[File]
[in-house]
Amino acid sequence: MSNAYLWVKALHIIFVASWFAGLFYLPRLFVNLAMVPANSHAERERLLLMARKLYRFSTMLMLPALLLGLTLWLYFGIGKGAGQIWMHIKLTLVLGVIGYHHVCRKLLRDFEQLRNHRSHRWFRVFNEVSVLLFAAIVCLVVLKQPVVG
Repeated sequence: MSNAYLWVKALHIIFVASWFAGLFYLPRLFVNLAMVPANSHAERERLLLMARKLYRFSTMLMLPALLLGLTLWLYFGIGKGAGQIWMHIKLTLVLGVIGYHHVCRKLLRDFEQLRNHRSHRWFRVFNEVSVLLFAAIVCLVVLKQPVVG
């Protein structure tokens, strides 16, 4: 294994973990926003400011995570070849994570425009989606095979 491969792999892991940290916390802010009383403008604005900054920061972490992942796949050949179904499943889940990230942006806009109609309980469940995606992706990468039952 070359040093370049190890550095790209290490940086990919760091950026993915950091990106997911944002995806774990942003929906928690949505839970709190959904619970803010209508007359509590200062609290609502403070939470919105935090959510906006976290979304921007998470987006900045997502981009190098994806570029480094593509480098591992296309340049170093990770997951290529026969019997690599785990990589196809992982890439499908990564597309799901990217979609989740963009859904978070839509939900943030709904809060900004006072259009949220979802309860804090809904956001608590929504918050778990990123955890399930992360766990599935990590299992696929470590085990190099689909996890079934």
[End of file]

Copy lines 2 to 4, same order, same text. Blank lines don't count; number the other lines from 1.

Amino acid sequence: MSNAYLWVKALHIIFVASWFAGLFYLPRLFVNLAMVPANSHAERERLLLMARKLYRFSTMLMLPALLLGLTLWLYFGIGKGAGQIWMHIKLTLVLGVIGYHHVCRKLLRDFEQLRNHRSHRWFRVFNEVSVLLFAAIVCLVVLKQPVVG
Repeated sequence: MSNAYLWVKALHIIFVASWFAGLFYLPRLFVNLAMVPANSHAERERLLLMARKLYRFSTMLMLPALLLGLTLWLYFGIGKGAGQIWMHIKLTLVLGVIGYHHVCRKLLRDFEQLRNHRSHRWFRVFNEVSVLLFAAIVCLVVLKQPVVG
């Protein structure tokens, strides 16, 4: 294994973990926003400011995570070849994570425009989606095979 491969792999892991940290916390802010009383403008604005900054920061972490992942796949050949179904499943889940990230942006806009109609309980469940995606992706990468039952 070359040093370049190890550095790209290490940086990919760091950026993915950091990106997911944002995806774990942003929906928690949505839970709190959904619970803010209508007359509590200062609290609502403070939470919105935090959510906006976290979304921007998470987006900045997502981009190098994806570029480094593509480098591992296309340049170093990770997951290529026969019997690599785990990589196809992982890439499908990564597309799901990217979609989740963009859904978070839509939900943030709904809060900004006072259009949220979802309860804090809904956001608590929504918050778990990123955890399930992360766990599935990590299992696929470590085990190099689909996890079934």